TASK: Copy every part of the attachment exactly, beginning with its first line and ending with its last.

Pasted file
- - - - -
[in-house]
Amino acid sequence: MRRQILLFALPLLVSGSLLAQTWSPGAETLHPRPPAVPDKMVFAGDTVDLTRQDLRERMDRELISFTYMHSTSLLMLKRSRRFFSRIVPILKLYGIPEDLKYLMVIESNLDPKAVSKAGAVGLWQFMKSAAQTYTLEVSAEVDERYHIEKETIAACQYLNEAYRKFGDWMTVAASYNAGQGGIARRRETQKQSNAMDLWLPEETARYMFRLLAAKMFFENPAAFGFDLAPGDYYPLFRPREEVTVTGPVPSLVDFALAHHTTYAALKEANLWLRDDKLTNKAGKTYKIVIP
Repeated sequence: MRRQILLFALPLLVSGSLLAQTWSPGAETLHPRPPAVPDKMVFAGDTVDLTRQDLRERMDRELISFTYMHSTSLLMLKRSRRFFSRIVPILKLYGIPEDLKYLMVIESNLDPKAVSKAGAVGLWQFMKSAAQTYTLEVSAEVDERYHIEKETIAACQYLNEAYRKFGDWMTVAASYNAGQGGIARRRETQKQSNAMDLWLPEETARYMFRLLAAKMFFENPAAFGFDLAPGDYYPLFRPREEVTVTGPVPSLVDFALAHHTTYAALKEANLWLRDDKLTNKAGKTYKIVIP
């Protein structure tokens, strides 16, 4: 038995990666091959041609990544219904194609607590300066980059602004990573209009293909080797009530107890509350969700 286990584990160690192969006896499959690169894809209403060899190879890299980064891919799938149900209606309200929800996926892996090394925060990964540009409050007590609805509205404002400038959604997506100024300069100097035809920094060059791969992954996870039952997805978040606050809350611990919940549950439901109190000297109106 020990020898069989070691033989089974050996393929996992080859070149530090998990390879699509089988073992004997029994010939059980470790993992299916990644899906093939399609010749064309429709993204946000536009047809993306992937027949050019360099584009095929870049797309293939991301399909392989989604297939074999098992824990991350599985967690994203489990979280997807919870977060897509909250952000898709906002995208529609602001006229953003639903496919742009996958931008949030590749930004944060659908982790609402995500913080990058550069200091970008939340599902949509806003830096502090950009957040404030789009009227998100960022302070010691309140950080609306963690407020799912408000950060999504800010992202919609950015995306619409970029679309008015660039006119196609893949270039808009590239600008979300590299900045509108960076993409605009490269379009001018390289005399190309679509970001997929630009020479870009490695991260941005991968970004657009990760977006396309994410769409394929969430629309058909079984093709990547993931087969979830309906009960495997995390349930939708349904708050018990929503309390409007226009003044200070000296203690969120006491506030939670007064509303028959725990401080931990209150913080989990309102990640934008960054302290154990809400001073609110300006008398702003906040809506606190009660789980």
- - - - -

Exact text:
[in-house]
Amino acid sequence: MRRQILLFALPLLVSGSLLAQTWSPGAETLHPRPPAVPDKMVFAGDTVDLTRQDLRERMDRELISFTYMHSTSLLMLKRSRRFFSRIVPILKLYGIPEDLKYLMVIESNLDPKAVSKAGAVGLWQFMKSAAQTYTLEVSAEVDERYHIEKETIAACQYLNEAYRKFGDWMTVAASYNAGQGGIARRRETQKQSNAMDLWLPEETARYMFRLLAAKMFFENPAAFGFDLAPGDYYPLFRPREEVTVTGPVPSLVDFALAHHTTYAALKEANLWLRDDKLTNKAGKTYKIVIP
Repeated sequence: MRRQILLFALPLLVSGSLLAQTWSPGAETLHPRPPAVPDKMVFAGDTVDLTRQDLRERMDRELISFTYMHSTSLLMLKRSRRFFSRIVPILKLYGIPEDLKYLMVIESNLDPKAVSKAGAVGLWQFMKSAAQTYTLEVSAEVDERYHIEKETIAACQYLNEAYRKFGDWMTVAASYNAGQGGIARRRETQKQSNAMDLWLPEETARYMFRLLAAKMFFENPAAFGFDLAPGDYYPLFRPREEVTVTGPVPSLVDFALAHHTTYAALKEANLWLRDDKLTNKAGKTYKIVIP
């Protein structure tokens, strides 16, 4: 038995990666091959041609990544219904194609607590300066980059602004990573209009293909080797009530107890509350969700 286990584990160690192969006896499959690169894809209403060899190879890299980064891919799938149900209606309200929800996926892996090394925060990964540009409050007590609805509205404002400038959604997506100024300069100097035809920094060059791969992954996870039952997805978040606050809350611990919940549950439901109190000297109106 020990020898069989070691033989089974050996393929996992080859070149530090998990390879699509089988073992004997029994010939059980470790993992299916990644899906093939399609010749064309429709993204946000536009047809993306992937027949050019360099584009095929870049797309293939991301399909392989989604297939074999098992824990991350599985967690994203489990979280997807919870977060897509909250952000898709906002995208529609602001006229953003639903496919742009996958931008949030590749930004944060659908982790609402995500913080990058550069200091970008939340599902949509806003830096502090950009957040404030789009009227998100960022302070010691309140950080609306963690407020799912408000950060999504800010992202919609950015995306619409970029679309008015660039006119196609893949270039808009590239600008979300590299900045509108960076993409605009490269379009001018390289005399190309679509970001997929630009020479870009490695991260941005991968970004657009990760977006396309994410769409394929969430629309058909079984093709990547993931087969979830309906009960495997995390349930939708349904708050018990929503309390409007226009003044200070000296203690969120006491506030939670007064509303028959725990401080931990209150913080989990309102990640934008960054302290154990809400001073609110300006008398702003906040809506606190009660789980």